So its official, Mary Roach is incapable of writing a bad book, or even a slightly dull read. Every time I see a new title out by this author I’m intrigued as to whether, true to form, she will be able to marry the quirky and humorous with seemingly dry scientific topics.
If you’ve already happened upon some of Roach’s work you will be ignoring the rest of this ode to Mary and ordering your copy of Grunt, newly released this year. Maybe you haven’t discovered Mary Roach before but like your writing odd ball flavoured with a side of black humour. Begin with Stiff, the science of dead bodies; lusciously, wickedly dark.
But where was I? Back on track, Roach’s latest book Grunt: The curious science of humans at war passed the litmus test with flying colours, wonderfully entertaining and enlightening at the same time. I am in no way shape or form remotely interested in reading about war, or anything related to warfare yet I will pick up any book written by this author, regardless of the topic. I imagine she could write a book about rivets that is well, riveting.
If you need more convincing, let me wow you with some of the topics she covers. Stink bombs, genital reconstructions, full genital transplants, the impact of diarrhea on soldiers in critical positions (don’t be rude, I mean their military role), how combat medics are prepped for the gore they might encounter. If this might sound a little voyeuristic, it’s not, it is fascinating and scientifically accurate and superbly written.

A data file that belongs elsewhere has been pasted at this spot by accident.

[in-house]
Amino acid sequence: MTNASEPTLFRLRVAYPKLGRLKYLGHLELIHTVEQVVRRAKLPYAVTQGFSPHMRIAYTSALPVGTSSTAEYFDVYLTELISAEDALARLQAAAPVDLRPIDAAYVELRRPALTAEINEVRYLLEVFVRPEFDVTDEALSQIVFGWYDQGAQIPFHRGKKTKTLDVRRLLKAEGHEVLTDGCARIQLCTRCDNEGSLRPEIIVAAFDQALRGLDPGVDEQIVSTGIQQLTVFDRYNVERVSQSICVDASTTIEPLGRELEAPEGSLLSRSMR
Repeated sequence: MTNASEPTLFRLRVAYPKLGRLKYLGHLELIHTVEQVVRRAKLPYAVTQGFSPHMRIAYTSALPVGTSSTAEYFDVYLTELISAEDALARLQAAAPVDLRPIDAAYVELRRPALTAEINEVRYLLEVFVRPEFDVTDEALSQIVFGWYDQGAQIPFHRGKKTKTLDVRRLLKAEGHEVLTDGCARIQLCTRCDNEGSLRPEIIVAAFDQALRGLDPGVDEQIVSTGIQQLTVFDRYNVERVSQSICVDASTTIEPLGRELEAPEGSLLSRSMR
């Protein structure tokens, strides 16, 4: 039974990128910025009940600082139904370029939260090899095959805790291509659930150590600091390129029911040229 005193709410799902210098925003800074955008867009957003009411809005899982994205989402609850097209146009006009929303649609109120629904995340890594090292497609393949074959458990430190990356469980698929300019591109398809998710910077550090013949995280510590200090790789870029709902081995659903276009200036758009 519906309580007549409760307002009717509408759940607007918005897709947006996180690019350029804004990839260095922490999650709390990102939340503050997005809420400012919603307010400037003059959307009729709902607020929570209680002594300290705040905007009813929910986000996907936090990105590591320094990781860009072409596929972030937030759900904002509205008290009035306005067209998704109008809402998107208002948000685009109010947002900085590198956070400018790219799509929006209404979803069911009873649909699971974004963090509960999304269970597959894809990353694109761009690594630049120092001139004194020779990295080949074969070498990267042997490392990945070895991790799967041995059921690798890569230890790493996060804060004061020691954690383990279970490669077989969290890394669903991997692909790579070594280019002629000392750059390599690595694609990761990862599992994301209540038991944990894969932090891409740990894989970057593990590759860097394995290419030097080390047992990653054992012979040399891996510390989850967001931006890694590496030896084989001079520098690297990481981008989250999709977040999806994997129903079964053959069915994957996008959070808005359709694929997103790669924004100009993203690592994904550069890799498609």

Mary Roach is the most engaging and creative science writer around, long may she write.
Title: Grunt. The curious science of humans at war
Author: Mary Roach
Reviewed by: Sue W
Sue W loves her fur babies equally but differently and used to administer time out to think about bad behaviours. However, since Patrick the fox arrived, she can no longer lock a miscreant in the spare room least Patrick is set upon.